Blogs from July, 2013


We speak with clients every day who worry that estate trust assets are going to waste or being actively misappropriated.  Some cases involve a breach of fiduciary duties, while others may involve fraud or undue influence in the inception.  Though the facts and circumstances vary, the concern is the same: irreparable harm is occurring and time is of the essence.

In these situations, an injured party can appeal to the courts and invoke one of the most powerful tools available to the judicial system, the injunction.  An injunction is a court order that prohibits a party from doing some act that injures another party.  Injunctions are a function of the court sitting in equity, meaning they address the harm that cannot be adequately addressed by filing a lawsuit and receiving later damages from the offending party.  For example, if a trustee is actively melting down priceless family heirlooms to sell for scrap metal, no lawsuit that provides money damages will adequately make the offending family members whole.  The family members may, however, move the court for an injunction and ask for an order freezing the assets in order to prohibit the trustee’s actions while the court determines whether those actions are legally allowed.  Furthermore, the litigants may move the court for injunctive relief ex parte, meaning the court may hear the motion more expeditiously and without requiring the attendance of the trustee.

Florida Statute § §736.1001 provides that a court has the authority to enjoin a trustee from committing a breach of trust.  This is an extremely broad judicial power and the benefits of convincing a judge to exercise this power and enter an injunction freezing trust assets are twofold.  First, the injunction puts an immediate stop to the injury occurring and prevents any further injury.  Second, the injunction hits the “pause” button on the ever-changing facts of the case, allowing the injured parties to litigate in a temporary vacuum.  With the offending trustee’s hands effectively tied by an injunction, litigants are free to conduct discovery and file complaints and additional motions without worrying that, with each second that passes, the trustee may continue to harm the estate assets.  Imagine if a surgeon could operate without having to constantly monitor blood pressure, heart rate, and a thousand other things; the operation would likely be quicker, more painless, and more successful.  So too does an injunction freezing trust assets allow a litigator to focus on the immediate task of holding the trustee accountable.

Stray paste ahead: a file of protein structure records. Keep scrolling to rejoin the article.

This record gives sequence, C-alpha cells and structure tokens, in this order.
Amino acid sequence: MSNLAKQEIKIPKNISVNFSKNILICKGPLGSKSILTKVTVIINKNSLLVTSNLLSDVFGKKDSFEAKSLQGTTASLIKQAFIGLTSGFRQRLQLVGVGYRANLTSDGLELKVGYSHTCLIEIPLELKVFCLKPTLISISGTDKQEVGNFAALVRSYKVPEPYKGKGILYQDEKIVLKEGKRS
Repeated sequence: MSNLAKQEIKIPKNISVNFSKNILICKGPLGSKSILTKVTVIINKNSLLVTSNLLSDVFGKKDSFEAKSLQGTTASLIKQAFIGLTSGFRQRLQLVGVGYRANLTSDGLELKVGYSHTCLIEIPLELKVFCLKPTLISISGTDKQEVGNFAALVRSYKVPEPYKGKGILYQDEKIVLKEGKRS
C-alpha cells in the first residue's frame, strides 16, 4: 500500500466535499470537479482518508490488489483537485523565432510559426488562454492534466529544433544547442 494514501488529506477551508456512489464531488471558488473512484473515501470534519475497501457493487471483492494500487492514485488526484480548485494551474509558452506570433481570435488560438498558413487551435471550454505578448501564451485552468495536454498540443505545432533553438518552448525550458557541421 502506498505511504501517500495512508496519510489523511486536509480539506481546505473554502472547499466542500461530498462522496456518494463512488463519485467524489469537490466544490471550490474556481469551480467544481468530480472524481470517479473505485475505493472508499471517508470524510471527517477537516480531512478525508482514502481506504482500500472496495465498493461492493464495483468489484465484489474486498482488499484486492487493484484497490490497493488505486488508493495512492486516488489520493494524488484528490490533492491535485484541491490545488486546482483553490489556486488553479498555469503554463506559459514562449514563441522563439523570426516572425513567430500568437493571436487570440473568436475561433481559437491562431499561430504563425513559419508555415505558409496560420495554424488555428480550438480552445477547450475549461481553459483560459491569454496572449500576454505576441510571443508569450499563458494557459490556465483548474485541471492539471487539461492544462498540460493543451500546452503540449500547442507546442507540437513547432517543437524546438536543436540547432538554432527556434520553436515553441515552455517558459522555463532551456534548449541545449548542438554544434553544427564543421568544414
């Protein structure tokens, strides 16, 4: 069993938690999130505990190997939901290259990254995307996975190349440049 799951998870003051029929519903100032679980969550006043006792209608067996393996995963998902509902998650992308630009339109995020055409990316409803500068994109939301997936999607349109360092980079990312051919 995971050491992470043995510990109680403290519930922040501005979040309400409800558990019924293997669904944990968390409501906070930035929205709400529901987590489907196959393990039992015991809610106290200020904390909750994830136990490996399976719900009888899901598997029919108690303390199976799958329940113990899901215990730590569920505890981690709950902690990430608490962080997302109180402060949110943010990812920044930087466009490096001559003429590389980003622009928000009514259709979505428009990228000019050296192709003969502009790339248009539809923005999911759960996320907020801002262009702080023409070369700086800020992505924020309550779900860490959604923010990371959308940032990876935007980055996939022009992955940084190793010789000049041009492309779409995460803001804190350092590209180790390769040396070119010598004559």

In order to obtain an injunction freezing trust assets, a litigant must demonstrate to a court the following: (1) that the plaintiff will suffer irreparable harm absent the entry of the injunction; (2) that no adequate legal remedy exists; (3) that the plaintiff enjoys a clear legal right to the relief sought; and (4) that the injunction will serve the public interest.  See Randolph v. Antioch Farms Feed & Grain Corp., 903 So.2d 384 (Fla. 2d DCA 2005).  It is essential that the litigant present evidence to the court regarding each of these four elements, either in the form of sworn testimony, sworn affidavits, or a verified pleading.  See Saunders v. Butler, —So.3d —LEXIS 2115 (Fla. 2d DCA February 13, 2013).  It is also essential that the Court enter detailed findings of fact as to each element for the injunction to stand up on appeal.  See id.  See also, Juan Antunez, 2d & 5th DCA: What’s it Take for a Probate Judge to Properly Enter a Temporary Injunction or “Freeze” Order in Trust Litigation?, Florida Probate & Trust Litigation Blog (July 15, 2013)

Once the injunction is in place, our clients can rest a little easier and feel secure in the knowledge that, though the trustee is yet to be held accountable for past bad acts, the trust assets will remain safe under the court’s order, the status quo of the case will be maintained, and we as attorneys now have some room to operate.

If you have a question about freezing assets, contact the attorneys at Adrian Philip Thomas, P.A. for a free consultation.


Most Recent Posts from July, 2013